- The Washington Times - Monday, November 23, 2009

One of the most important decisions you will make this year, maybe in your entire life, involves the federal health plan you pick in 2010. That’s true whether you are getting married (or divorced), looking for maternity benefits or applying for Medicare.

If you or a family member is diagnosed with a major illness next year or is involved in a serious accident, having the proper health plan could literally save your assets. Any of those things, no matter how good your diet, how careful you are or what shape you are in, could happen anytime.

Federal workers, retirees and others eligible for the Federal Employee Health Benefits Program (FEHBP) have until Dec. 14 to pick their 2010 plan. If past is prologue, only about six of every 100 people will change. That’s a big mistake most years — and an even bigger and more costly one this time around. Why?

Blue Cross-Blue Shield’s very, very popular standard option plan is raising premiums about 12 percent for family coverage and 15 percent for self-only coverage next year.

That’s a problem because 45 percent of all enrollees have standard option. For retirees, about 90 percent are covered by the popular Blues plan. What to do?

A little homework, please. Compare the premiums and out-of-pocket costs you are likely to have next year against the outlay for similar plans.

If you have a fee-for-service (national) plan, consider a health maintenance organization. HMOs are local (except for out-of-area emergencies). Also look at HD (high deductible) and CD (consumer-driven) plans that are rated highly and allow you to build up a savings account in the process.

How do you do this homework? Unless you are very good with numbers and have a lot of time and not much of an outside social life, let somebody else do it for you. Like us.

How did we get so smart? We talked to the people at Washington Consumers’ Checkbook and got their Guide to Health Plans for Federal Employees. While it’s sold in bookstores, you may get the information free from your federal agency.

Many, from the Defense Intelligence Agency to the Departments of Treasury, Energy and Transportation, have purchased an online version of the guide. It permits users (for free) to punch in their numbers, age, medical wants and needs, and price range and get a list of “best buys” for various groups.

Walton Francis, author of the guide (his 31st year) considers coverage, premiums and out-of-pocket costs not covered by insurance to come up with his best buys. The guide is broken down by age (older people use more health care) and family status: single, married, married with children, married with lots of children and retired with and without Medicare.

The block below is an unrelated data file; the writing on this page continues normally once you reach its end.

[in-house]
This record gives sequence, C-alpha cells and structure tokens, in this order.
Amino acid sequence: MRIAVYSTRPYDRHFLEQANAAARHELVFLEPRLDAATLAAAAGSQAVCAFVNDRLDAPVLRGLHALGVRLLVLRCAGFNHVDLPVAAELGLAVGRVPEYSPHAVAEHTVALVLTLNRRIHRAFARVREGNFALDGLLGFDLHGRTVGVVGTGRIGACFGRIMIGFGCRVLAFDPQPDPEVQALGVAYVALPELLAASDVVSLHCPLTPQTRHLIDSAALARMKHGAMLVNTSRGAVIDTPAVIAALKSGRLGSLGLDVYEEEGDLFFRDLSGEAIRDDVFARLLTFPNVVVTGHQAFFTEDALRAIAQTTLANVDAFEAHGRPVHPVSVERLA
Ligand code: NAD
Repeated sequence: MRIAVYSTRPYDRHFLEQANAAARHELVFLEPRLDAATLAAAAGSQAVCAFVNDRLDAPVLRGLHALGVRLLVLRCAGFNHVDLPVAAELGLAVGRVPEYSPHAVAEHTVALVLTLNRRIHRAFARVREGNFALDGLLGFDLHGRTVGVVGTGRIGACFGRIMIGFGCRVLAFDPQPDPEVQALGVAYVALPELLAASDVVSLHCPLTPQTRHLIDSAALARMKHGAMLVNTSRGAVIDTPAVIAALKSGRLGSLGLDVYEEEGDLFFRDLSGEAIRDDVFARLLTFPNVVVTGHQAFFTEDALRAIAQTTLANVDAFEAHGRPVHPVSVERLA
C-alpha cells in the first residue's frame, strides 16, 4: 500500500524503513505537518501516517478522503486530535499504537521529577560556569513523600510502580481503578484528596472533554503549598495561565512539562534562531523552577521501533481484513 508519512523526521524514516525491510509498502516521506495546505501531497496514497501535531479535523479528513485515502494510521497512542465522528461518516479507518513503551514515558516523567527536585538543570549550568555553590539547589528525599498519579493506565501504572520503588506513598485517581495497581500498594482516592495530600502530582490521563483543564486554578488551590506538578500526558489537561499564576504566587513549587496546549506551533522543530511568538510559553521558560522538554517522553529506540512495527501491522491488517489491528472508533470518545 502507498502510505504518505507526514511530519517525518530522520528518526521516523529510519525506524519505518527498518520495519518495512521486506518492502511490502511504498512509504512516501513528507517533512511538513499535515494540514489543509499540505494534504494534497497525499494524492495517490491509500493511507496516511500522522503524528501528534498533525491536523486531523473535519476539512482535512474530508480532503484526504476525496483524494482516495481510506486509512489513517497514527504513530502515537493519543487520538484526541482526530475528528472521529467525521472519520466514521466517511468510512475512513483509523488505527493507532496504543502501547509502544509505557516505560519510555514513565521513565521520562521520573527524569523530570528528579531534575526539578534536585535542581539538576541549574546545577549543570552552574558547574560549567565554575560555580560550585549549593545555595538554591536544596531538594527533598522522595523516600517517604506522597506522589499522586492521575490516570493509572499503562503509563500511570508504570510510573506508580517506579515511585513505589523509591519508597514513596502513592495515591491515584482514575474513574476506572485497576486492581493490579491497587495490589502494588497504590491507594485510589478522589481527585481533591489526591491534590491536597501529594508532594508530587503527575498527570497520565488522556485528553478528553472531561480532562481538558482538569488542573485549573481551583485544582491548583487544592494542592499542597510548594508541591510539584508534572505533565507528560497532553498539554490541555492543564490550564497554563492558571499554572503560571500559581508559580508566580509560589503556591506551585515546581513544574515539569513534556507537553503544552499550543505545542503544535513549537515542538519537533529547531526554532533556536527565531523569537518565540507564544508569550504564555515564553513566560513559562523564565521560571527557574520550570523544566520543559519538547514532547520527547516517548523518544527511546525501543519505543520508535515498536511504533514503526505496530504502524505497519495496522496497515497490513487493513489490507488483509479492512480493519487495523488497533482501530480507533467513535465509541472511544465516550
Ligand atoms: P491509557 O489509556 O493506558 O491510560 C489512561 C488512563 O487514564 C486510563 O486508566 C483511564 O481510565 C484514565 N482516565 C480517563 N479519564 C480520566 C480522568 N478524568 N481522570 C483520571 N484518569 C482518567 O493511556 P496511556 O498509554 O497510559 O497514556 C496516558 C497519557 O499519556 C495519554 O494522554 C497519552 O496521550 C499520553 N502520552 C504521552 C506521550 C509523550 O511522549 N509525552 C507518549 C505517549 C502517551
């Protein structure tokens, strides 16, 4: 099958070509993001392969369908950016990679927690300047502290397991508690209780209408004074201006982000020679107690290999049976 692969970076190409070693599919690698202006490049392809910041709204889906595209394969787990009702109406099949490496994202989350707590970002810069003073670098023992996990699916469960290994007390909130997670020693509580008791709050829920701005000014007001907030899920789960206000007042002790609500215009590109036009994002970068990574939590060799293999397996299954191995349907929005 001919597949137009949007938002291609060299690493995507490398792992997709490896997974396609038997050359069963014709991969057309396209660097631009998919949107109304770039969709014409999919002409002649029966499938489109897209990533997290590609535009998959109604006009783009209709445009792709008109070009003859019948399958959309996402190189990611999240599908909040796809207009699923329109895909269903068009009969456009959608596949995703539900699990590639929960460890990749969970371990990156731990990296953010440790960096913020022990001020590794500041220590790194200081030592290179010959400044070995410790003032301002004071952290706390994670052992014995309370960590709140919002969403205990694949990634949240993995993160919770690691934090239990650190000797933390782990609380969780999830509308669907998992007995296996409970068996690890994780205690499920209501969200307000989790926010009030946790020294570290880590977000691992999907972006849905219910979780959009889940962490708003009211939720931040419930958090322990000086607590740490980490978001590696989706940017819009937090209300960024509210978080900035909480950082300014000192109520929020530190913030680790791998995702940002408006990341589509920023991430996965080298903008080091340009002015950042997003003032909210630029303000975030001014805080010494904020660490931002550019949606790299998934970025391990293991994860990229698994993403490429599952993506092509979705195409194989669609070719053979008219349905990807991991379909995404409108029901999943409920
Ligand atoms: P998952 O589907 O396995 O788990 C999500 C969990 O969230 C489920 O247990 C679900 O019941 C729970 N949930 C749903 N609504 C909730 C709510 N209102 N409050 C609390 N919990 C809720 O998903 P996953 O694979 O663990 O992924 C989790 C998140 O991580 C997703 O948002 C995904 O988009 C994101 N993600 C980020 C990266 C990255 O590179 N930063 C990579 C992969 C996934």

Here’s what it looks like:

• A single person younger than 55 looking for an HMO should check out Kaiser-Standard, Kaiser High Option, MD-IPA, CareFirst Blue Cross, Aetna basic and Coventry high option. Total costs to you next year, if you have an “average” medical-year will range from a low of $1,330 to a high of $1,860. For a family of three, the cost to you (premium and out of pocket) will be about three times higher.

• A single person looking for a national plan (using preferred providers) should consider such best buys as Blue Cross basic (not the standard option), Foreign Service, GEHA (Government Employees Health Association) standard and APWU (American Postal Workers Union) high option. The total costs to you for an “average” medical year in 2010 will range from $1,740 to $1,920. The cost to you for a family of three would, naturally, be much higher. Be sure your doctor will be participating in the plan next year.

• For a single retiree, the best-buy ratings are similar, whether the retiree has Medicare Parts A and B or only Part A. The rank order in total cost to you would range from $3,100 for Kaiser standard to about $3,740 for Aetna Open Access Basic. Within that range, slightly higher than Kaiser but less than Aetna, consider MD IPA, Kaiser high option, Coventry standard option, Aetna Open Access Basic, and CareFirst BlueChoice. Again, premiums would be much higher for a married couple.

• Enroll in an FEHBP plan — pick any one with low premiums — even if you use your spouse’s private-sector health plan. That’s because your spouse’s coverage could disappear or your spouse could go away. In order to keep the federal program for life in retirement, you must be enrolled in one of its plans for the five years before retirement.

• Look at the catastrophic limit. That’s the amount you will have to pay out of pocket before insurance takes over. Catastrophic coverage is the reason you buy insurance. A worst-case coat of armor. Mr. Francis says the coverage in the federal plans ranges from good to wonderful.

• If you are a federal couple, one working and the other retired, make sure the working fed (not the retiree) signs up and pays the family premium. You’ll get the same benefits but save a lot of money. Reason: Working feds can pay their premiums with pre-tax dollars, saving from $300 to $800 per year in federal taxes. That so-called premium conversion perk is not available once you are retired.

This is one open season you probably cannot afford to sit out.

Mike Causey’s Federal Report runs Mondays. Contact him at [email protected] or 202/895-5132.

Copyright © 2018 The Washington Times, LLC. Click here for reprint permission.

The Washington Times Comment Policy

The Washington Times welcomes your comments on Spot.im, our third-party provider. Please read our Comment Policy before commenting.


Click to Read More and View Comments

Click to Hide